How limited alcohol sales proposed in Nelson Mandela Bay could affect you
Nelson Mandela Bay is considering several restrictions to fight the resurgence of Covid-19 infections, including limitations on how and when alcohol may be sold.
This is according to the Bay's acting mayor, Thsonono Buyeye, who told Cape Talk officials have presented proposed restrictions to health minister Zweli Mkhize.
What is proposed and who is affected?
Buyeye said the proposed restrictions include selling alcohol for off-site consumption, introducing an earlier curfew, restrictions on public gatherings and temporarily suspending sit-down alcohol sales for taverns.
Buyeye, did not clarify whether alcohol sales would be affected at restaurants or licensed liquor stores.
“We had to call on tavern owners to have meetings with them to try to find a solution to the problem and ways to work together,” he said.
Buyeye said the city’s tavern owners submitted a proposal to the city to allow takeaway alcohol sales due to concerns about the possibility of a second wave of Covid-19 infections.
“It is about time owners start doing things differently by making sure people don’t come and drink at their premises,” he said.
“Tavern owners say they are considering only selling takeaways. They've agreed. They've seen a lot of tavern owners succumbing to Covid-19.”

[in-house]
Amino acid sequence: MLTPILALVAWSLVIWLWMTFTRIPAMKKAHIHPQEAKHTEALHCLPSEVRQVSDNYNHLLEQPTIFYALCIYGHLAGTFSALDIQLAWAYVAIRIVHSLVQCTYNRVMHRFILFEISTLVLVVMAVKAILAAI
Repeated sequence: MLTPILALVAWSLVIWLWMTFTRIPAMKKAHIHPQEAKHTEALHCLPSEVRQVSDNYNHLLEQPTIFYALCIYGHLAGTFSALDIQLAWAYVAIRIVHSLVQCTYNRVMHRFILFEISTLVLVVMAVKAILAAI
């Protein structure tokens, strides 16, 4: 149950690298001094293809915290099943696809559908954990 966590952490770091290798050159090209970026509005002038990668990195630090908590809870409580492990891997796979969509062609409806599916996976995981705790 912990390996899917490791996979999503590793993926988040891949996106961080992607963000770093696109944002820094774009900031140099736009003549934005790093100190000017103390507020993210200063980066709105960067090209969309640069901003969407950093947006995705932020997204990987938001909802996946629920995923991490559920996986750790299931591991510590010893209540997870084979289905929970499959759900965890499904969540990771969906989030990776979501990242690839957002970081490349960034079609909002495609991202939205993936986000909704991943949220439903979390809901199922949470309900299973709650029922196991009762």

According to Buyeye, the festive season could see an increase in Covid-19 cases and the city is trying to curb new infections.
“The fear is that soon this upsurge we have in the city may start to spread across the entire country,” he said.”
It's December and many people will be coming and going.”
He said the proposals needed to be confirmed by the government’s national coronavirus command council, and a decision will be announced soon.
Other restrictions on the cards?
An ANC official in the Eastern Cape told the Sunday Times this week they were also considering imposing stricter restrictions, such as going back to level 3 lockdown.
“The decision was even welcomed by the taverners. The initial thinking by the minister was that we move to level 4. But the meeting reached a compromise that we would move to level 3.
“This means all taverns will have to close. There will be no on-site drinking and a stricter curfew will be introduced.”
However, Mkhize said no decision has been taken about moving the province to level 3.
How can this affect the country?
Prof Salim Abdool Karim, head of the Covid-19 ministerial advisory committee, said if the Covid-19 resurgence in Nelson Mandela Bay is not immediately contained, SA risks spending January in a second wave.
“I am worried about December 16, when factories close and hundreds of thousands of people travel across the country, some of them to the Eastern Cape. Three weeks later, when the holidays are over, they will be taking the virus throughout the country,” he said.
He said said he was also worried about the state of the Eastern Cape health department, saying it “does not have the kind of capability we see in many of our provinces”.
“They could not quell the outbreak. It was not controlled adequately and, before we knew it, it had spread. The way to stop a national outbreak is to get the Eastern Cape situation under control now.”
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